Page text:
5. Humor (very hard to do, btw): Begin your essay with a short joke or saying. In my opinion, the smarter the joke, the better. (I believe it was Tina Fey who once said, "You can tell how smart a person is by what they laugh at.")

Example of how to start: People say that it's money that makes the world go 'round, but they're wrong. It's phytoplankton.

6. A bold statement: Your first sentence should be strong, arguable, and a little controversial.

Example of how to start: I find that traditional celebrations that commemorate milestones in a person's age to be unnecessary in modern society.

7. A Quote: Find a quote that has a strong correlation to you and your story. Don't pick anything that's cliché (Love is blind), or obvious and overdone (There is nothing to fear but fear itself). If you're going to use a quote, choose something that is very specific to you and your topic and try and weave it into your introduction in a natural way.­ (Don't just stick the quote at the start of your essay and assume that the admissions will naturally make the connection.)

Example of how to start: Yes Please was the first autobiography that I read of my own volition. Aside from the expected humorous anecdotes about Amy Poehler's time at Saturday Night Live and her experiences as a young, female comedian just getting started, I remember being surprised at some of the more poignant observations that Poehler made about life. In one particularly powerful passage she wrote, “Great people do things before they’re ready. They do things before they know they can do it.” I think I read that sentence 30 times before putting the book down for the day. In a way, I felt like Amy Poehler had just given me explicit permission to be daring, ambitious, and courageous. That one sentence has changed my perspective on so many things.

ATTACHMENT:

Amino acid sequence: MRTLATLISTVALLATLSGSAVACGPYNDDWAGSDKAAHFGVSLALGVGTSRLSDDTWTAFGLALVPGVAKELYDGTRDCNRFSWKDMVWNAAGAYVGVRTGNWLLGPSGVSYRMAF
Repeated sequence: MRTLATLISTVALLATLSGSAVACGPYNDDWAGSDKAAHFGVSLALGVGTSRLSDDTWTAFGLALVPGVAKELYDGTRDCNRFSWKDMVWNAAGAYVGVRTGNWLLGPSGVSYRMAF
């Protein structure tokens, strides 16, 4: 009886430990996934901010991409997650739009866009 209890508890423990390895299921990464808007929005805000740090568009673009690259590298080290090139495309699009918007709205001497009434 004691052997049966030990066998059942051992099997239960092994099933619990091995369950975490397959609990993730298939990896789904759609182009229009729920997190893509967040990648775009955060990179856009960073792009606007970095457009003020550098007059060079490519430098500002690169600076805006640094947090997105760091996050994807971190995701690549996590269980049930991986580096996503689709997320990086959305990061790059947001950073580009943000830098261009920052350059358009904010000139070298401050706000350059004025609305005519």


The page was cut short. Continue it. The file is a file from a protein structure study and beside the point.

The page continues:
8. A Definition: At some point in elementary school, it seems, students are taught to begin big important essays with a general definition (e.g., "Webster's Dictionary defines perseverance as...yadda yadda yadda). I promise you that if you begin your college essay in this way, you'll actually hear the epic eye-roll from the admissions officer before they eagerly move on to the next candidate. If you're going to use a definition, for the love of everything that is good and holy, define a word that is unexpected, relevant, and specific to you and your topic.

Example of how to start: My education of the U.S. legal system began in 5th grade with one word: Deported. Can I define the word? Of course: Deportation is the act of removing a foreign person from one country to their country of origin. Use the word in a sentence? Sure. I went to school on April 17th, and when I returned, my mother had been deported.

One major piece of advice about how NOT to start your essay: Do not use the prompt question as the first sentence in your essay. This shows a lack of creativity and ability to think outside the box.

For example, if you've chosen the following prompt: Discuss an accomplishment or event, formal or informal, that marked your transition from childhood to adulthood within your culture, community, or family.

DO NOT begin your essay this way: An accomplishment that marked my transition from childhood to adulthood was when I got my first job. Nope nope nope. Boring.

And that's it! Choose your hook strategy and run with it! Once you get your story going, the rest of your essay will be much easier to write.

Get Your Cheat Sheet Download: 4 Simple Tricks For Writing An Exceptional College Admissions Esssay